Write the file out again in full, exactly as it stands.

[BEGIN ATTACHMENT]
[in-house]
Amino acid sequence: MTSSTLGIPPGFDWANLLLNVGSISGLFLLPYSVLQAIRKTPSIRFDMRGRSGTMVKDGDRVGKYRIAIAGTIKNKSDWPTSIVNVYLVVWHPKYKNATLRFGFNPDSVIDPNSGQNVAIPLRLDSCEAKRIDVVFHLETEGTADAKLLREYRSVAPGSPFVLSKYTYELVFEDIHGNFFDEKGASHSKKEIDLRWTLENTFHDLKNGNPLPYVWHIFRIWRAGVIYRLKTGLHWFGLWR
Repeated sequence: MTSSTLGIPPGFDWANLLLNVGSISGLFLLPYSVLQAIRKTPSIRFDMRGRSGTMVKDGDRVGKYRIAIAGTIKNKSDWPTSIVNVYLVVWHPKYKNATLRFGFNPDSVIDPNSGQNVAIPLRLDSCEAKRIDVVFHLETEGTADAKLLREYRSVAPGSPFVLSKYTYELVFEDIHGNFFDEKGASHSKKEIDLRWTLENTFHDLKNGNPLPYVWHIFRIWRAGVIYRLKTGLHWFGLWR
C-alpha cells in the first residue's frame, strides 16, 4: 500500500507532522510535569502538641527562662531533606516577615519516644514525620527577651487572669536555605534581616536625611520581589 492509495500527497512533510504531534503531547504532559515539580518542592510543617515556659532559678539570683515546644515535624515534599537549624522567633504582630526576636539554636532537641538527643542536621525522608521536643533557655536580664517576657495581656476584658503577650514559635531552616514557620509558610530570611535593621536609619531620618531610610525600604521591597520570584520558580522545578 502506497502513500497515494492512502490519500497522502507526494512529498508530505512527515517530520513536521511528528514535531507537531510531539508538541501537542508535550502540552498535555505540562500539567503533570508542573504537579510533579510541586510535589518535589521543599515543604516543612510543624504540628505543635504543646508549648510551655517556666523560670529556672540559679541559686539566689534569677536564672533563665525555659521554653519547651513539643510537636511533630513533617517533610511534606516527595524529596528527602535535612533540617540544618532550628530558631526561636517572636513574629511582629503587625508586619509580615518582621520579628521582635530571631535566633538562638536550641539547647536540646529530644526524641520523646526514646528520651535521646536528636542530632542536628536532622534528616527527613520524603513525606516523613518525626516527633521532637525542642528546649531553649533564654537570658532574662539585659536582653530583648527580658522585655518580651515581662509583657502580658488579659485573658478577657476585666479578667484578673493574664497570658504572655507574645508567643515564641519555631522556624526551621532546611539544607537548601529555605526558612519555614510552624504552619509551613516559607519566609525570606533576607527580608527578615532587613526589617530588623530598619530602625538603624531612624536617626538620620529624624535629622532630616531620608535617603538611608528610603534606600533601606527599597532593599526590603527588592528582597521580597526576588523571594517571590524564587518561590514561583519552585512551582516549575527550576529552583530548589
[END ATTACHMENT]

[in-house]
Amino acid sequence: MTSSTLGIPPGFDWANLLLNVGSISGLFLLPYSVLQAIRKTPSIRFDMRGRSGTMVKDGDRVGKYRIAIAGTIKNKSDWPTSIVNVYLVVWHPKYKNATLRFGFNPDSVIDPNSGQNVAIPLRLDSCEAKRIDVVFHLETEGTADAKLLREYRSVAPGSPFVLSKYTYELVFEDIHGNFFDEKGASHSKKEIDLRWTLENTFHDLKNGNPLPYVWHIFRIWRAGVIYRLKTGLHWFGLWR
Repeated sequence: MTSSTLGIPPGFDWANLLLNVGSISGLFLLPYSVLQAIRKTPSIRFDMRGRSGTMVKDGDRVGKYRIAIAGTIKNKSDWPTSIVNVYLVVWHPKYKNATLRFGFNPDSVIDPNSGQNVAIPLRLDSCEAKRIDVVFHLETEGTADAKLLREYRSVAPGSPFVLSKYTYELVFEDIHGNFFDEKGASHSKKEIDLRWTLENTFHDLKNGNPLPYVWHIFRIWRAGVIYRLKTGLHWFGLWR
C-alpha cells in the first residue's frame, strides 16, 4: 500500500507532522510535569502538641527562662531533606516577615519516644514525620527577651487572669536555605534581616536625611520581589 492509495500527497512533510504531534503531547504532559515539580518542592510543617515556659532559678539570683515546644515535624515534599537549624522567633504582630526576636539554636532537641538527643542536621525522608521536643533557655536580664517576657495581656476584658503577650514559635531552616514557620509558610530570611535593621536609619531620618531610610525600604521591597520570584520558580522545578 502506497502513500497515494492512502490519500497522502507526494512529498508530505512527515517530520513536521511528528514535531507537531510531539508538541501537542508535550502540552498535555505540562500539567503533570508542573504537579510533579510541586510535589518535589521543599515543604516543612510543624504540628505543635504543646508549648510551655517556666523560670529556672540559679541559686539566689534569677536564672533563665525555659521554653519547651513539643510537636511533630513533617517533610511534606516527595524529596528527602535535612533540617540544618532550628530558631526561636517572636513574629511582629503587625508586619509580615518582621520579628521582635530571631535566633538562638536550641539547647536540646529530644526524641520523646526514646528520651535521646536528636542530632542536628536532622534528616527527613520524603513525606516523613518525626516527633521532637525542642528546649531553649533564654537570658532574662539585659536582653530583648527580658522585655518580651515581662509583657502580658488579659485573658478577657476585666479578667484578673493574664497570658504572655507574645508567643515564641519555631522556624526551621532546611539544607537548601529555605526558612519555614510552624504552619509551613516559607519566609525570606533576607527580608527578615532587613526589617530588623530598619530602625538603624531612624536617626538620620529624624535629622532630616531620608535617603538611608528610603534606600533601606527599597532593599526590603527588592528582597521580597526576588523571594517571590524564587518561590514561583519552585512551582516549575527550576529552583530548589